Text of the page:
Alert
Close

Take AARP’s Smart Driver course and you could save money on your car insurance. Learn more

Highlights

Open
AARP Real Possibilities

 

FREE FUN!

AARP Games - Play Now!

Contests and
Sweeps

Safe Driving in 2014 Sweepstakes

Learn how AARP Driver Safety can help you stay safe—and enter for a chance to win $1,000. See official rules. 

AARP Auto Buying Program

MOST POPULAR

Viewed

Georgia

Expand Medicaid to Reduce Uninsured

Governor opposes adding to Medicaid rolls despite federal funds

Cheryl Christian, Georgia’s largest free clinic new clients are often unemployed people 50 to 64 who lost their health insurance

Cheryl Christian, head of Georgia's largest free clinic, says new clients are often unemployed people 50 to 64 who lost their health insurance. AARP wants Medicaid to expand to cover many of them. — David Walter Banks

Before the economic downturn, Georgia's largest free clinic mostly saw people who had been without insurance for many years: the homeless and minimum-wage earners.

The $4.5 billion is an inflated figure, said Timothy Sweeney, director of health policy for the Georgia Budget & Policy Institute, a nonpartisan organization in favor of the expansion.

He said the $4.5 billion estimate includes costs that are separate from the Medicaid expansion and does not include projected revenue from a premium tax paid by managed-care companies that administer Medicaid under state auspices.

Even so, the Deal administration's estimate represents less than a 2 percent increase in state spending over the next decade, Sweeney said.

"This is not a budget buster."

Can't afford to say "no"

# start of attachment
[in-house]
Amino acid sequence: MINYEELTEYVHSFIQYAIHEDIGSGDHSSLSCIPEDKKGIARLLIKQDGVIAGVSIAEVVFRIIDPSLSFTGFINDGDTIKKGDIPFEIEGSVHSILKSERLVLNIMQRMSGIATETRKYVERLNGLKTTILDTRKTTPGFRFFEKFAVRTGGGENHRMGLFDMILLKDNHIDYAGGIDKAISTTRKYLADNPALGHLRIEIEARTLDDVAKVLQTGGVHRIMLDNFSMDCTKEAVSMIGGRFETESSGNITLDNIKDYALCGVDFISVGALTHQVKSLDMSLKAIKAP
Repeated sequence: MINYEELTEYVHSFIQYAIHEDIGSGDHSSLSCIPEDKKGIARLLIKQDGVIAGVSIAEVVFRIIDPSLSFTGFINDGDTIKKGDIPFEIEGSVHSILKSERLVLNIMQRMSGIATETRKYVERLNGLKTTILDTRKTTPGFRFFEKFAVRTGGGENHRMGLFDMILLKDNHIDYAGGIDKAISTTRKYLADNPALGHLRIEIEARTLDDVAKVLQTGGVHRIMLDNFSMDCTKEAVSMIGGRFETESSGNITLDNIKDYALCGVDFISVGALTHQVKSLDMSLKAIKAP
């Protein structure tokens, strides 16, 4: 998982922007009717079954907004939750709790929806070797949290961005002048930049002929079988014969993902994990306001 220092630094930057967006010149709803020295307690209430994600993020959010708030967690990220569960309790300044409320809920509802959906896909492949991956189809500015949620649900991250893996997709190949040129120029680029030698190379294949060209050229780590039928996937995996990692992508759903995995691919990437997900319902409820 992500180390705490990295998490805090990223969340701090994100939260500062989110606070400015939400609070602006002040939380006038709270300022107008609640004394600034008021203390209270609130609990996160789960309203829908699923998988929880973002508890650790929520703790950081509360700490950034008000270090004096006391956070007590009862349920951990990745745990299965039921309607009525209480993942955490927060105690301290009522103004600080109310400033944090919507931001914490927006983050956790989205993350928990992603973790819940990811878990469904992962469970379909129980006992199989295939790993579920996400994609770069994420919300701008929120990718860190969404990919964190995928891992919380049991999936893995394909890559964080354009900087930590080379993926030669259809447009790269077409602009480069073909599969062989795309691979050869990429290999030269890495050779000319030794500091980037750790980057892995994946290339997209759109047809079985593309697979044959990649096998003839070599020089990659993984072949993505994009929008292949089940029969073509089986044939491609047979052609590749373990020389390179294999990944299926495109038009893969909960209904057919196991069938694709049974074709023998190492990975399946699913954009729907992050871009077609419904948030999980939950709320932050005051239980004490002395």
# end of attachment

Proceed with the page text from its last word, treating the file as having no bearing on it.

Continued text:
The state cannot afford to pass up the opportunity to have more of its citizens covered, proponents of expanding Medicaid say.

For instance, providing Medicaid coverage for middle-aged people would ease the later financial burden on Medicare, the federal government's health insurance program for people 65 and older, Sweeney said. That's because chronic health conditions would be better managed before people qualify for Medicare.

It also would boost the state's economy because of additional payments to doctors, nurses, hospitals and pharmacies, he said.

Opting out of the Medicaid expansion will continue to put pressure on the safety net that includes free clinics and public hospitals, AARP Georgia and other advocates say.

"If we shine a light on what the expansion will do for the state, I think we have a shot," said Kathy Floyd, AARP Georgia associate state director for advocacy.

During the legislative session, AARP Georgia will support a bill to allow workers to use their sick time to care for an ill family member.

Ann Hardie is a writer living in Atlanta.

Topic Alerts

You can get weekly email alerts on the topics below. Just click “Follow.”

Manage Alerts

Processing

Please wait...

progress bar, please wait

Video Extra

AARP Executive VP and economist Debra Whitman explains why the chained CPI is a growing benefit cut that is most harmful for the oldest and poorest beneficiaries of Social Security.

Tell Us WhatYou Think

Please leave your comment below.

Discounts & Benefits

From companies that meet the high standards of service and quality set by AARP.

Downloadable mobile app from AARP® Roadside Assistance from Allstate.

AARP Credit card from Chase

Members can earn 3% cash back on purchases with the AARP® Credit Card from Chase.

Member Benefits

Join or renew today! Members receive exclusive member benefits & affect social change.